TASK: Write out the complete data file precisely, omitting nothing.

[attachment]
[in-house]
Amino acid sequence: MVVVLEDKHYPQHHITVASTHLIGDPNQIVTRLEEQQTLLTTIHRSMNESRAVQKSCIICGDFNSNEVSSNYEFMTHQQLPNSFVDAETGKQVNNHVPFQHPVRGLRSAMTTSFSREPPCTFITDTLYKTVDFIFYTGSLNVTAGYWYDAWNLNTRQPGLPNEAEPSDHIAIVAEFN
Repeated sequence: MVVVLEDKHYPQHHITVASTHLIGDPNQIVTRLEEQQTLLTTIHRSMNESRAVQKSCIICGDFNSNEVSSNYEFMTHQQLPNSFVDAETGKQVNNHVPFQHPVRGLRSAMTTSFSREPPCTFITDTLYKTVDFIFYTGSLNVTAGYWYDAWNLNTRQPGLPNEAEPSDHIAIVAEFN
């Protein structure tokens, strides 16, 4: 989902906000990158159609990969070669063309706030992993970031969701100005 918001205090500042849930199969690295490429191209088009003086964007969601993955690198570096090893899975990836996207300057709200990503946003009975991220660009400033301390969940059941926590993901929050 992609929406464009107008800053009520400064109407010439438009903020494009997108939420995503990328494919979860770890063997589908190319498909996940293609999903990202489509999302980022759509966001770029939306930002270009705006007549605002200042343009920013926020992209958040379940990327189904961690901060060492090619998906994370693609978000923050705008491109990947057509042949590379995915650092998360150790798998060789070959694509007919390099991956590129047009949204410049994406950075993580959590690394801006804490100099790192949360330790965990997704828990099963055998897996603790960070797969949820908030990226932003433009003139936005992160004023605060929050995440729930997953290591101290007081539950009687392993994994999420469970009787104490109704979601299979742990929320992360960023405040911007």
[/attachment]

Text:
[in-house]
Amino acid sequence: MVVVLEDKHYPQHHITVASTHLIGDPNQIVTRLEEQQTLLTTIHRSMNESRAVQKSCIICGDFNSNEVSSNYEFMTHQQLPNSFVDAETGKQVNNHVPFQHPVRGLRSAMTTSFSREPPCTFITDTLYKTVDFIFYTGSLNVTAGYWYDAWNLNTRQPGLPNEAEPSDHIAIVAEFN
Repeated sequence: MVVVLEDKHYPQHHITVASTHLIGDPNQIVTRLEEQQTLLTTIHRSMNESRAVQKSCIICGDFNSNEVSSNYEFMTHQQLPNSFVDAETGKQVNNHVPFQHPVRGLRSAMTTSFSREPPCTFITDTLYKTVDFIFYTGSLNVTAGYWYDAWNLNTRQPGLPNEAEPSDHIAIVAEFN
């Protein structure tokens, strides 16, 4: 989902906000990158159609990969070669063309706030992993970031969701100005 918001205090500042849930199969690295490429191209088009003086964007969601993955690198570096090893899975990836996207300057709200990503946003009975991220660009400033301390969940059941926590993901929050 992609929406464009107008800053009520400064109407010439438009903020494009997108939420995503990328494919979860770890063997589908190319498909996940293609999903990202489509999302980022759509966001770029939306930002270009705006007549605002200042343009920013926020992209958040379940990327189904961690901060060492090619998906994370693609978000923050705008491109990947057509042949590379995915650092998360150790798998060789070959694509007919390099991956590129047009949204410049994406950075993580959590690394801006804490100099790192949360330790965990997704828990099963055998897996603790960070797969949820908030990226932003433009003139936005992160004023605060929050995440729930997953290591101290007081539950009687392993994994999420469970009787104490109704979601299979742990929320992360960023405040911007």